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Table 1 Papers collated from scoping review (n = 23)

From: Scoping review of the World Health Organization’s underlying equity discourses: apparent ambiguities, inadequacy, and contradictions

  Author(s) Author’s/s’ institution(s) Title Type of publication Place published WHO’s definition or approach to equity Conclusions
1 Alleyne [19] The Pan American Health Organization (PAHO) Equity and the goal of Health for All Speech Pan American Journal of Public Health Equity sought through Health for All focused on distributive justice/an egalitarian approach, which may not be beneficial. What is needed is attention to the unequal distribution of the determinants of health inequalities and concept of equity in health that cannot be separate from equity in broader human development (aligned with Amartya Sen’s Capabilities Approach).
2 Asada [20] Dalhousie University Is Health Inequality Across Individuals of Moral Concern? Journal article Health Care Analysis The Whitehead definition makes the distinction that health inequities have a moral judgment (i.e. not all inequalities are inequities), while leaving the exact meaning of health inequity open. The WHO implies that health should be prioritized over other goods through seeking to measure health inequalities across individuals versus groups, which can be considered to be specific egalitarianism or a direct approach. Health inequity is of moral concern (as the WHO purports) due to the role of health equity in justice and health inequality being an indicator for broader societal injustice. Ultimately, how health inequalities are measured implies certain moral perspectives. As such, policy makers should determine which perspective is suitable. For example, while the Capabilities Approach is rooted in equality and justice, it focuses on those below a minimum versus the whole distribution of health.
3 Asada and Hedemann [18] University of Wisconsin-Madison A Problem with the Individual Approach in the WHO Health Inequality Measurement Journal article International Journal for Equity in Health By measuring inequalities between individuals, as opposed to groups, the WHO’s health inequality measure is not value-free and represents an “expansive view of justice” that sees inequities as those amenable to intervention. The conceptual underpinning of the WHO’s health inequality measurement/index needs to be re-evaluated.
4 Bambas and Casas [21] The Pan American Health Organization (PAHO) Assessing Equity in Health: Conceptual Criteria Report chapter Equity & Health: Views from the Pan American Sanitary Bureau Whitehead’s definition is a robust concept of equity but has controversial parameters. Equity should be considered on a spectrum from “misfortune” to “inequity”.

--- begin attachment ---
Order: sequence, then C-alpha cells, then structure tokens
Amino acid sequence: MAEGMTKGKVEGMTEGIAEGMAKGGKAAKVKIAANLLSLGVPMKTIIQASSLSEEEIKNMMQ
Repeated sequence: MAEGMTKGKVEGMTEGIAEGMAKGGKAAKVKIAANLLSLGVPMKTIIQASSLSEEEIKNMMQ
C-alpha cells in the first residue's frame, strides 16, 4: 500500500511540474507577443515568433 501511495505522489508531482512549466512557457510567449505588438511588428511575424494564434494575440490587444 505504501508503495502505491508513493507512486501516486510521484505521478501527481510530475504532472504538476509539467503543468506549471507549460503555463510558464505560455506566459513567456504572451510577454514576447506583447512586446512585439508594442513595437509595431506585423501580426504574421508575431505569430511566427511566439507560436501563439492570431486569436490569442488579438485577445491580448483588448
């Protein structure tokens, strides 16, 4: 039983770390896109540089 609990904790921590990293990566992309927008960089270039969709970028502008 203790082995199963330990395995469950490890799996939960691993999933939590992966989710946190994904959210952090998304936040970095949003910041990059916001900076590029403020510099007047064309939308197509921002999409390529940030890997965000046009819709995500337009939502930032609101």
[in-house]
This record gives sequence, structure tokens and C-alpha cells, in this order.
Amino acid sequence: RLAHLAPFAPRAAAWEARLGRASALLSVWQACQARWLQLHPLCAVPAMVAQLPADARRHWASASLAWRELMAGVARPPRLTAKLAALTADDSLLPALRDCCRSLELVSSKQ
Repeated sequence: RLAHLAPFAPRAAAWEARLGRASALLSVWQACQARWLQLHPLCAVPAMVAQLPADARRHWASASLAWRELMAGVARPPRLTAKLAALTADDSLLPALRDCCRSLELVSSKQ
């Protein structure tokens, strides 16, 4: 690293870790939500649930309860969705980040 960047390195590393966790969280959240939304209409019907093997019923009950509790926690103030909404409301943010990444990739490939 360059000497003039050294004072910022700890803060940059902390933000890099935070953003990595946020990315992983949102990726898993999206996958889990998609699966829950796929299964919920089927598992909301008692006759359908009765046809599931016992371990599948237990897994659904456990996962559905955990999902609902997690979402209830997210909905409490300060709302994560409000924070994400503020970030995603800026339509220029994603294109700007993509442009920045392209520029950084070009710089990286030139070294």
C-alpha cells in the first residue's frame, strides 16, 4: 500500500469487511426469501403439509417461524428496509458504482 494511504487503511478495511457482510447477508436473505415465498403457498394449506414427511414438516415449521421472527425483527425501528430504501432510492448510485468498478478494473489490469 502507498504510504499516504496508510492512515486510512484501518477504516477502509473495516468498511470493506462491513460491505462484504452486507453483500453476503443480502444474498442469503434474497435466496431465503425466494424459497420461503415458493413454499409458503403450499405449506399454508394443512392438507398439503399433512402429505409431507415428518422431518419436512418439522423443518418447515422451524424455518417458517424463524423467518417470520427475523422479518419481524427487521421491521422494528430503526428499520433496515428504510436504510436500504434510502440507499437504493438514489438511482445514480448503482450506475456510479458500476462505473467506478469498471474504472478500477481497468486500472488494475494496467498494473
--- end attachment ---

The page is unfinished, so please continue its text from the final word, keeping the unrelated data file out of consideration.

5 Blakely [22] University of Otago Iconography and Commission on the Social Determinants of Health (and health inequity) Journal article Journal of Epidemiology and Community Health While the CSDH final report focuses on power, sexism, and discrimination, the mention of “power” and “racism” is removed in the final diagram of the social determinants of health (and used as a model of health inequalities), despite the CSDH including “power”, “class”, “racism”, and “discrimination” in a prior working diagram. The CSDH report, which is rooted in values of fairness and altruism, provides an authoritative account of health inequalities, both in terms of knowledge to-date and what actions need to be taken, and has the potential to be a landmark report.
6 Bommier and Stecklov [23] Institut National d’etudes Démographiques & Hebrew University of Jerusalem Defining health inequality: why Rawls succeeds where social welfare theory fails Journal article Journal of Health Economics The WHO, through the Global Strategy for Health for All resolution (WHA32.30), WHO Health for All, and Whitehead definition, implicitly indicates that a fair health distribution entails reducing avoidable health differences, not equal health status for all individuals (given differing individual endowments). The social welfare approach is inconsistent with a social justice approach’s notion of a just or fair distribution. Authors propose an alternative approach which they state seemingly aligns with the WHO’s approach to equity and Rawls’s ethical principles.
7 Borde and Hernández [12] Universidad Nacional de Colombia Revisiting the social determinants of health agenda from the global South Journal article Global Public Health The WHO’s approach to equity has been driven by the CSDH approach, which is rooted in Anglo-Saxon European Social Medicine, as opposed to other approaches, such as the Latin American Social Medicine and Collective Health approach. Authors also note the WHO’s approach aligns with Amartya Sen’s notion of health as a “special good”. In seeking to address equity, the WHO focuses on technical solutions, seeks win-win solutions for governance, and renders politics apolitical, but should focus on the social determinants of health inequities, or causes of causes (i.e. unequal power relations or capitalism). As such, the principles and foundations (ethical, political, etc.) need to be clarified and engage with ‘invisibilized’ approaches.